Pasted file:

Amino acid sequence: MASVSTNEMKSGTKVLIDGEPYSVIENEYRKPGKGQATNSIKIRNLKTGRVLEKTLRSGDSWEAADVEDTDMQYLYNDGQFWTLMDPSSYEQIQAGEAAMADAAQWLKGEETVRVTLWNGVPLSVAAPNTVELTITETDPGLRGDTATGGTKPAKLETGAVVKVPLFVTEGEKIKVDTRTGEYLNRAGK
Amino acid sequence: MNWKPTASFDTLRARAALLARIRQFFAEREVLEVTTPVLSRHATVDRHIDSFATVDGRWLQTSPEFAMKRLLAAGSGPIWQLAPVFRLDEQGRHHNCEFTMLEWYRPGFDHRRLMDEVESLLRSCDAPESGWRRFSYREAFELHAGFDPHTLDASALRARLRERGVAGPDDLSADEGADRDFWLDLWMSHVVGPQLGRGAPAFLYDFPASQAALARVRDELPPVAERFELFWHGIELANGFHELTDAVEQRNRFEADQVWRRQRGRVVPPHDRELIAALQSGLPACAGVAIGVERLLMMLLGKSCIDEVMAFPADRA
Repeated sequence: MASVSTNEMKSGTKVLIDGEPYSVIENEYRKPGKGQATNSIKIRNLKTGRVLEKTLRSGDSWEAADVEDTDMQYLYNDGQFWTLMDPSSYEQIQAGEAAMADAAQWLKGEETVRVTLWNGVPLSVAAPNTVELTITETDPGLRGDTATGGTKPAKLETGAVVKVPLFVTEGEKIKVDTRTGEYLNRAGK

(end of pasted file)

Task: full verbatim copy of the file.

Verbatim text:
Amino acid sequence: MASVSTNEMKSGTKVLIDGEPYSVIENEYRKPGKGQATNSIKIRNLKTGRVLEKTLRSGDSWEAADVEDTDMQYLYNDGQFWTLMDPSSYEQIQAGEAAMADAAQWLKGEETVRVTLWNGVPLSVAAPNTVELTITETDPGLRGDTATGGTKPAKLETGAVVKVPLFVTEGEKIKVDTRTGEYLNRAGK
Amino acid sequence: MNWKPTASFDTLRARAALLARIRQFFAEREVLEVTTPVLSRHATVDRHIDSFATVDGRWLQTSPEFAMKRLLAAGSGPIWQLAPVFRLDEQGRHHNCEFTMLEWYRPGFDHRRLMDEVESLLRSCDAPESGWRRFSYREAFELHAGFDPHTLDASALRARLRERGVAGPDDLSADEGADRDFWLDLWMSHVVGPQLGRGAPAFLYDFPASQAALARVRDELPPVAERFELFWHGIELANGFHELTDAVEQRNRFEADQVWRRQRGRVVPPHDRELIAALQSGLPACAGVAIGVERLLMMLLGKSCIDEVMAFPADRA
Repeated sequence: MASVSTNEMKSGTKVLIDGEPYSVIENEYRKPGKGQATNSIKIRNLKTGRVLEKTLRSGDSWEAADVEDTDMQYLYNDGQFWTLMDPSSYEQIQAGEAAMADAAQWLKGEETVRVTLWNGVPLSVAAPNTVELTITETDPGLRGDTATGGTKPAKLETGAVVKVPLFVTEGEKIKVDTRTGEYLNRAGK